When David Clark came out with its lightweight H10-13.4 headset — so named
because it weighed only 13.4 ounces, only slightly more than half as much as
my H10-80 — I snapped one up immediately (for about $200). The H10-13.4
claimed a NRR of 21, just 3 db less than the H10-80, and I figured that was a
reasonable tradeoff for the lighter weight. Boy, was I ever wrong! The first
time I applied takeoff power while wearing the H10-13.4, I almost aborted the
takeoff because the noise level was so high that I figured I must have left
the cabin door open! After a few more flights, I demoted the H10-13.4 to
passenger headset status and never wore it again. A lot of folks must have
reacted the same way, because David Clark subsequently changed from foam to
gel-filled earseals on the H10-13.4, raising its NRR to 23 and its weight to
15 ounces (although the "13.4" model number remained).
LightSPEED's new QFR Solo is significantly lighter (11.8 ounces)
and much quieter. Its NRR is a truly astonishing 28.7, far better than any
other passive headset on the market. Its NRR is nearly 3 db better than the
closest NRR-rated competitor, Peltor's 7005/7006; nearly 5 db better than my
old green monster David Clark H10-80 (which weighed more than twice as much);
and 6 to 8 db better than the DC's "lightweight" H10-13.4 (depending on
whether it has foam or gel-filled earseals).
Incidentally, be very careful in comparing the noise-reduction claims of
various headset manufacturers. NRR provides a specific method for testing a
headset's noise attenuation over a wide frequency spectrum, weighting the
various frequencies, and arriving at an overall rating in decibels. For
manufacturers who publish NRR ratings for their headsets (such as David Clark,
LightSPEED, Peltor, Sennheiser, and Telex), those ratings can be compared
meaningfully (and LightSPEED's QFR Solo is clearly at the top of the heap at
the moment). However, some manufacturers do not publish NRR ratings, notably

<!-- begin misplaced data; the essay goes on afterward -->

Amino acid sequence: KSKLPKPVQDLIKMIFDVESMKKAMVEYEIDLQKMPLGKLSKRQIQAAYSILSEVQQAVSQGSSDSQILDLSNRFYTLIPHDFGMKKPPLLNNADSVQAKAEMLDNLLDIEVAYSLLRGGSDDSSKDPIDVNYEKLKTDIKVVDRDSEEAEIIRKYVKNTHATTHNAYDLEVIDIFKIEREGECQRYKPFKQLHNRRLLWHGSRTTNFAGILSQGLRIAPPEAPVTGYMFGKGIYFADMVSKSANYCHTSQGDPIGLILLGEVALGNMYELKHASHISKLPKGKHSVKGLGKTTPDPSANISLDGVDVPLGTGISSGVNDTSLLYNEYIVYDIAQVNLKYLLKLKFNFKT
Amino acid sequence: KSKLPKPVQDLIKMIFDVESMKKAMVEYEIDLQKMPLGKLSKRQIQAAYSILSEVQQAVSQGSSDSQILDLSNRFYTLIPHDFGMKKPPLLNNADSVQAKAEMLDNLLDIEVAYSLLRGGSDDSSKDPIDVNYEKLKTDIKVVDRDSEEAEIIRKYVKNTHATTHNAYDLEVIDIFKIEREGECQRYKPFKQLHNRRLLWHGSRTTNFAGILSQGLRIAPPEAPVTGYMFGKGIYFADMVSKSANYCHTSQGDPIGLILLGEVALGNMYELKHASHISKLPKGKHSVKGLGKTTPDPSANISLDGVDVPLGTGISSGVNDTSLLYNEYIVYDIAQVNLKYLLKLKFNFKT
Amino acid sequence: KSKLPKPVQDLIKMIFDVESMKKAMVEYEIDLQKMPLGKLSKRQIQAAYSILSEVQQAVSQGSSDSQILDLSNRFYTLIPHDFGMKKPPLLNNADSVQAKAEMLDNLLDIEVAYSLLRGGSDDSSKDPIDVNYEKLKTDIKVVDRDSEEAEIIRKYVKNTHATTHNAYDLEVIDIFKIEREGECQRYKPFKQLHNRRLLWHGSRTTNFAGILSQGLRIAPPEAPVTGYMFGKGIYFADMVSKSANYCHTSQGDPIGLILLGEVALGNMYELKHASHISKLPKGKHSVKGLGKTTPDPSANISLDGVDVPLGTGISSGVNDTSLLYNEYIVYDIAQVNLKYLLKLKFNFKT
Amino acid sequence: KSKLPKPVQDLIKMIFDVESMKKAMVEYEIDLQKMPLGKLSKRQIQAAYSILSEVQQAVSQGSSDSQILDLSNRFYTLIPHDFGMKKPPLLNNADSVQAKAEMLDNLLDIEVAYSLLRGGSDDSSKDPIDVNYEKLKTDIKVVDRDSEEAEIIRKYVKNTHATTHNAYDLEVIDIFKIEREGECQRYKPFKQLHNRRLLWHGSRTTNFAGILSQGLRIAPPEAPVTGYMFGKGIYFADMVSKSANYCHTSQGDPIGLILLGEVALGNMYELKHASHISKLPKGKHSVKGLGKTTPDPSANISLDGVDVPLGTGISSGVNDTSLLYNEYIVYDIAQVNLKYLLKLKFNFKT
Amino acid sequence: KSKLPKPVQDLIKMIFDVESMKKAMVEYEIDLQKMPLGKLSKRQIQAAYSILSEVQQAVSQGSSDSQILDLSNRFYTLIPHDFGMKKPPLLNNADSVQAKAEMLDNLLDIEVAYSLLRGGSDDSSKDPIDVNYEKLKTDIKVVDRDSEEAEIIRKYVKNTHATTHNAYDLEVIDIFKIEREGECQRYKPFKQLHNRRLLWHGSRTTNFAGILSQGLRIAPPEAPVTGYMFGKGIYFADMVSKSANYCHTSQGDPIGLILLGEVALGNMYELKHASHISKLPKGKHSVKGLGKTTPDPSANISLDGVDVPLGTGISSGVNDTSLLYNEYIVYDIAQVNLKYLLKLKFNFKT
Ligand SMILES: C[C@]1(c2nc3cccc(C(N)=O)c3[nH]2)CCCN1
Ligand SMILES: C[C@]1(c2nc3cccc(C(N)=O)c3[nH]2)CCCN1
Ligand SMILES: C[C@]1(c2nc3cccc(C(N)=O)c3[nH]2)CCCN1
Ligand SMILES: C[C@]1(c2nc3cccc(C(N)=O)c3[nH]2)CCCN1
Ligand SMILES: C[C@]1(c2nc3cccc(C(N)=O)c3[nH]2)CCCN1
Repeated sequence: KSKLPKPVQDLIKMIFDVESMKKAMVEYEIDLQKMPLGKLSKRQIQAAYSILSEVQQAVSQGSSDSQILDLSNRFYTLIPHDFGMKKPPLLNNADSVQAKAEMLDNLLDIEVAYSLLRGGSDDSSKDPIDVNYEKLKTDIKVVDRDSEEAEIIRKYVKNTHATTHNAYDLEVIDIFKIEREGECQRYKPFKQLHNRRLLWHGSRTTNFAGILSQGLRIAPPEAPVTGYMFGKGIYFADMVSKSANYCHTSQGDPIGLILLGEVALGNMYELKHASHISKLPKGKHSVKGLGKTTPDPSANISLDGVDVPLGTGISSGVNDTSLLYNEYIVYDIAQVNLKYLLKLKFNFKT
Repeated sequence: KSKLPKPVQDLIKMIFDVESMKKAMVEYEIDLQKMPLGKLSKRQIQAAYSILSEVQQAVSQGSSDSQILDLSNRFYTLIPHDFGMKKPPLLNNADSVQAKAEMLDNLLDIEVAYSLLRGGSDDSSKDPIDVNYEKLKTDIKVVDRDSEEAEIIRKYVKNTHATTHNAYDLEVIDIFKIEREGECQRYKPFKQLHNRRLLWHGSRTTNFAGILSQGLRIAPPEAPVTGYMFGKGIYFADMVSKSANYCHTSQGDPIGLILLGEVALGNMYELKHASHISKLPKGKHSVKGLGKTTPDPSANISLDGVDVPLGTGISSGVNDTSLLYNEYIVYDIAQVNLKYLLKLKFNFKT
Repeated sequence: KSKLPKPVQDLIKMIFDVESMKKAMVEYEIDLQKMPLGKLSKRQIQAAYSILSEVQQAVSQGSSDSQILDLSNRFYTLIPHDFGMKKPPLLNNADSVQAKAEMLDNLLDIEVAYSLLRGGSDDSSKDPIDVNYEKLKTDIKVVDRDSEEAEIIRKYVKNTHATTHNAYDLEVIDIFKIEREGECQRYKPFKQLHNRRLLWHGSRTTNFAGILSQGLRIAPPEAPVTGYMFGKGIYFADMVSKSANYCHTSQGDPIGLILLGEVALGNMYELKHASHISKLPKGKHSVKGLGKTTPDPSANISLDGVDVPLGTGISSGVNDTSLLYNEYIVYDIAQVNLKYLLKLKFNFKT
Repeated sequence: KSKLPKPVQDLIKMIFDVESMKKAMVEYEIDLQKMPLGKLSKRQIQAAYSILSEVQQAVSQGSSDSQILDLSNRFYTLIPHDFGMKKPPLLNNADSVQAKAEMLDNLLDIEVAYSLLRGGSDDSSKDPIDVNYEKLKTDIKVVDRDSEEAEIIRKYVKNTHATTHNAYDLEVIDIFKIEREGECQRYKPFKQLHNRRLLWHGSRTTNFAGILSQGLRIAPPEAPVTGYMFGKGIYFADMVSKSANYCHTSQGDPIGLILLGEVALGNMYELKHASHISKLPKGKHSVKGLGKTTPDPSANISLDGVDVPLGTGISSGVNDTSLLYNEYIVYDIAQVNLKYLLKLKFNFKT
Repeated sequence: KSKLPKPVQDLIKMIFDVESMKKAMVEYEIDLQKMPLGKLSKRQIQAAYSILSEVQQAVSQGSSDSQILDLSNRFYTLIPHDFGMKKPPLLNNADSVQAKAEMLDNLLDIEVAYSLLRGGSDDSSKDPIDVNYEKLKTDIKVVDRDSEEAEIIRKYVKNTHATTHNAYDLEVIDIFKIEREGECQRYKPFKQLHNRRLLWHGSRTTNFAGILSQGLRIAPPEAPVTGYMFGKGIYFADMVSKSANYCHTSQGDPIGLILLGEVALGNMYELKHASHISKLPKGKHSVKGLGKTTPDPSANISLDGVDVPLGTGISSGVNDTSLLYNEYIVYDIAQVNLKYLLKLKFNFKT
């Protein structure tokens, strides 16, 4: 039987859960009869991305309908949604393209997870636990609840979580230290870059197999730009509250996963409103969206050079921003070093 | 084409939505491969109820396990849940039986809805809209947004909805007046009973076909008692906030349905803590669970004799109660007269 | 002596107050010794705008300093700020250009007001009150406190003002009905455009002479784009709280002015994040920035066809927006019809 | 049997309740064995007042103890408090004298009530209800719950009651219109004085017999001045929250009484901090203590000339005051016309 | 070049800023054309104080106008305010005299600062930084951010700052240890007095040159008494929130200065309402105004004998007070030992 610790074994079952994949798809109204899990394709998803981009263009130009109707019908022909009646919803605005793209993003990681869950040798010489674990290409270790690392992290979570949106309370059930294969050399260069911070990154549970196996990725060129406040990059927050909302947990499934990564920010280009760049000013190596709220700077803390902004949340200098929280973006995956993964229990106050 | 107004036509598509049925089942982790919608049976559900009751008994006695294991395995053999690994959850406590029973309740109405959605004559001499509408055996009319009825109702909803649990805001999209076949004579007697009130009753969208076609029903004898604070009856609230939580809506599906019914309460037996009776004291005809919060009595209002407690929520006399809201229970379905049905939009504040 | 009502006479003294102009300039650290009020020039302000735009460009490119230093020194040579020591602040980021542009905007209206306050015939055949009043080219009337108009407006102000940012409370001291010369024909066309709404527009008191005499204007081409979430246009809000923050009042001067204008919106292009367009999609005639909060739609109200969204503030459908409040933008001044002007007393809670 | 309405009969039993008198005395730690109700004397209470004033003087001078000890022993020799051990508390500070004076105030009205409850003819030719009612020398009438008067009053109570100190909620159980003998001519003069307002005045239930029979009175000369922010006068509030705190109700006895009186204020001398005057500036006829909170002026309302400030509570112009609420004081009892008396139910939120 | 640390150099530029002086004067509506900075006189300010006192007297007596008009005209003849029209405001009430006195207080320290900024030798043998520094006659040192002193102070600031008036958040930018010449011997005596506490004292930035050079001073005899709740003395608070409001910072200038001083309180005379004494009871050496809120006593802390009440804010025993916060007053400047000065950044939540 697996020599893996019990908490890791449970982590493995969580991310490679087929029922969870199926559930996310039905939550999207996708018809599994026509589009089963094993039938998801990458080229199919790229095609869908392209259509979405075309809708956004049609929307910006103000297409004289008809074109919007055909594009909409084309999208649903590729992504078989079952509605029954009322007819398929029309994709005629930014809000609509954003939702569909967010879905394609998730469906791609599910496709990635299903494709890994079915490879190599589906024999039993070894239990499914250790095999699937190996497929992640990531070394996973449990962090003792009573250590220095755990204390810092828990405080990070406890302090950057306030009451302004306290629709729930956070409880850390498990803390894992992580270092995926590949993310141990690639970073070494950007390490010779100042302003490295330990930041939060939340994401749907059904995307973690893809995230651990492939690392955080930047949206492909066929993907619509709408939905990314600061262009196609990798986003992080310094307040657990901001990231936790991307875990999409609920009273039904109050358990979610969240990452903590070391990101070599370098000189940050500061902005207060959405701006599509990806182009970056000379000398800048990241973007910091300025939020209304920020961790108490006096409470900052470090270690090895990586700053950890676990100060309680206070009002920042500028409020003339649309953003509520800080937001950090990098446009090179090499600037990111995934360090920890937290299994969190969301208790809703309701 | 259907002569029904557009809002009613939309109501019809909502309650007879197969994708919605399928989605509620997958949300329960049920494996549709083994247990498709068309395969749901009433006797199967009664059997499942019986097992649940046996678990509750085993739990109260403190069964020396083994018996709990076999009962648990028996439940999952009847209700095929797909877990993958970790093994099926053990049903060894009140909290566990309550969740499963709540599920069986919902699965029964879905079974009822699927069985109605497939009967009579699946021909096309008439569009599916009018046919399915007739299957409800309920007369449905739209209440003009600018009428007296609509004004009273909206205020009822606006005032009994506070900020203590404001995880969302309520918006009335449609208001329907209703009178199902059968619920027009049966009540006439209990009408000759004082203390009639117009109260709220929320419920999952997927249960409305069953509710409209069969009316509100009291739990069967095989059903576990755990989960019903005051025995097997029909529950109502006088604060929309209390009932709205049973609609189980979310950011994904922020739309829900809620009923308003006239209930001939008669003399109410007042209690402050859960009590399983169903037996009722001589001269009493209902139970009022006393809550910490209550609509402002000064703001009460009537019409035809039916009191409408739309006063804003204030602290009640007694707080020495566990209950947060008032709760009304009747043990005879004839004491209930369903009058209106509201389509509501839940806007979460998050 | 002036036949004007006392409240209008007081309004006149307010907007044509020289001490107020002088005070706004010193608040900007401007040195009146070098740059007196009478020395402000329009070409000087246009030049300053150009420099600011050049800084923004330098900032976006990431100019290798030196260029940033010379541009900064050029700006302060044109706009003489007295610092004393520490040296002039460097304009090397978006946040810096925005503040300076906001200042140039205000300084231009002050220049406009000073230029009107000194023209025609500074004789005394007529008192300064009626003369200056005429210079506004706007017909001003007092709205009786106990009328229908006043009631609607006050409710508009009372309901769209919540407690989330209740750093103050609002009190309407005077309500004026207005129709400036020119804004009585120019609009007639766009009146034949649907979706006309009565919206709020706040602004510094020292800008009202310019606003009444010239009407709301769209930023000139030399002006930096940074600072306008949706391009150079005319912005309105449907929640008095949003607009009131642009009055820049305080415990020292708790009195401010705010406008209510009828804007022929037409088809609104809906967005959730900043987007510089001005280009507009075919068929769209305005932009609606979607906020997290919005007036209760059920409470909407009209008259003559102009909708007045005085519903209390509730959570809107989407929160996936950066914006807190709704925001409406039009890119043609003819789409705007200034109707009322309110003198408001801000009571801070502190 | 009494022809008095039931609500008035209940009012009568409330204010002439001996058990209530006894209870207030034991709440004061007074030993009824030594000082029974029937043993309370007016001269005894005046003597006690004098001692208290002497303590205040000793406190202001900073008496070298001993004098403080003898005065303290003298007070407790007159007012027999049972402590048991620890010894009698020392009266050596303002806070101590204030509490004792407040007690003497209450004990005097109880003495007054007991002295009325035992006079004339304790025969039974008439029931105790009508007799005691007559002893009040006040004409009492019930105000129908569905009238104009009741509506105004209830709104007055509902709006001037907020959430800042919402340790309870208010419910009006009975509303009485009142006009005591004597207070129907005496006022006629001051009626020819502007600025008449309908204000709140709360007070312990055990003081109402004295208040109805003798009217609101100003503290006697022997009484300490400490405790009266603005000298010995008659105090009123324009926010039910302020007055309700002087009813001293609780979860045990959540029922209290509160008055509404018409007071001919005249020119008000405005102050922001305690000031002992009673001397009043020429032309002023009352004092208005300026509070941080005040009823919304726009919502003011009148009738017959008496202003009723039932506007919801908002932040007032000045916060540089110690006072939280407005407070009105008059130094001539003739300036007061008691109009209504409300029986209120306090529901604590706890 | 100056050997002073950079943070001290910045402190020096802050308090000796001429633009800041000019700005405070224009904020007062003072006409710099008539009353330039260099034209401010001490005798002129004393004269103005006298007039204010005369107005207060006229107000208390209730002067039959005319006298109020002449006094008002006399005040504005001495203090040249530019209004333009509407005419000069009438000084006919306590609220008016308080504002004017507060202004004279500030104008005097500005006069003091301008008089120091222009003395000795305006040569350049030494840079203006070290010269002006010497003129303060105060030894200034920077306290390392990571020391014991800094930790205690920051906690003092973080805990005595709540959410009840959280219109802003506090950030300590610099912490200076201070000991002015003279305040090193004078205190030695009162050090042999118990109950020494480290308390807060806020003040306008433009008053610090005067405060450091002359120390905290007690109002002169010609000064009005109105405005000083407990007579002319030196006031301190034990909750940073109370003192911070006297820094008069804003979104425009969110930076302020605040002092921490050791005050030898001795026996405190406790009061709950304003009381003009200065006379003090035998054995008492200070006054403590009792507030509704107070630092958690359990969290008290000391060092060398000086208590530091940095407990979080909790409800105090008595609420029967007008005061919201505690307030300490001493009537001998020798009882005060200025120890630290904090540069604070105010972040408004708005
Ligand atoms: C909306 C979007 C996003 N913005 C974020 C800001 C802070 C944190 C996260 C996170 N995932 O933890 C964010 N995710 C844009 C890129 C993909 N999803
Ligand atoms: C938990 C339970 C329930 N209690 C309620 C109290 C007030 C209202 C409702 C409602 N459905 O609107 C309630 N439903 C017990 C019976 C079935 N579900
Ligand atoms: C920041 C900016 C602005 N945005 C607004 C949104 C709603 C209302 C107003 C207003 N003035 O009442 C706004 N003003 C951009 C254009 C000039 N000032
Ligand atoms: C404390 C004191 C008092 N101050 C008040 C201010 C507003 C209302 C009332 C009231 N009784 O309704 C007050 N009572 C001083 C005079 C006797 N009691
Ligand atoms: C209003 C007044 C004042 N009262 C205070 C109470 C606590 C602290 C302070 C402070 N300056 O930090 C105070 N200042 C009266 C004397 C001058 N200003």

Flightcom, Pilot Avionics, and lots of "private label" headsets (most of which
are actually manufactured by Pilot Avionics but sold under other brand names).
Sometimes, the marketing claims for these headsets often cite noise reduction
figures (generally obtained at one specific optimum audio frequency) that are
greatly in excess of what the NRR would have been for that headset. (Some
claim 24 to 26 db attenuation, but if their NRR was published, it would
probably be around 20.) So never try to compare noise reduction figures unless
they're specifically given as "NRR."
Microphone and boom.
My subjective reaction while flying with the QFR Solo bears out these
numbers. I found it much, much quieter than the H10-13.4, and also more
comfortable to wear. In fact, during cruise flight, I found the QFR Solo to be
very nearly as quiet (subjectively) as my LightSPEED 20XL ANR headset. The
only time I really noticed the difference in noise reduction (and wished I
could switch on some ANR) was during takeoff, and to a lesser extent during
climb, when ANR's superior attenuation of high-intensity, low-frequency engine
and prop noise is most apparent. But as I leveled off and came back to cruise
power, the low-frequency engine and prop noise became less and the
high-frequency wind noise became greater, and that's where a good passive
headset really shines ... and the QFR Solo certainly did.
During cruise, I tried repeatedly swapping headsets with my co-pilot —
changing from the QFR Solo to the 20XL ANR and back — and there really wasn't
a clear winner. The 20XL reduces engine noise a bit better, but the QFR Solo
reduces wind noise better. The 20XL's deep, ultra-soft thermosensitive foam
earseals are a bit more comfortable, but the QFR Solo weighs less and has a
better microphone and mic boom (more on this shortly). The bottom line is that
while I clearly prefer an ANR headset for takeoff and climb, at cruise (which
represents the vast majority of noise exposure time) I found the new QFR Solo
passive to be very nearly as good, and in some ways better.
Comfort is even more subjective than quiet. I found the QFR Solo to be very
nearly as comfortable as the 20XL. My co-pilot did not. Upon further probing,
my co-pilot's problem turned out to be an uncomfortable "pressure point" where
the earpieces of his sunglasses passed beneath the earseals of the headset. I
was also wearing sunglasses of similar design (wire frames with plastic-tipped
earpieces), but I felt no such discomfort. Obviously, either our glasses were
slightly different, our head shapes and skull structures were slightly
different, or both. Whatever the exact difference, this underscores my
often-repeated advice that no matter how many specs and review articles you
read, there's no substitute for actually evaluating a headset in the aircraft.
Most reputable dealers offer a 30-day return privilege, giving you an
opportunity to try the thing in flight, and I suggest not purchasing from any
dealer who doesn't.
The QFR Solo bears very little physical resemblance to previous offerings
from LightSPEED. The distinctive triangular earcups that have become the
signature of LightSPEED's ANR headsets are gone, replaced by big rectangular
earcups that look a lot heavier than they actually are. No volume-control
knobs protrude from the earcups — to save on-the-head weight, LightSPEED has
placed the volume controls and stereo/mono switch in a small remotely-mounted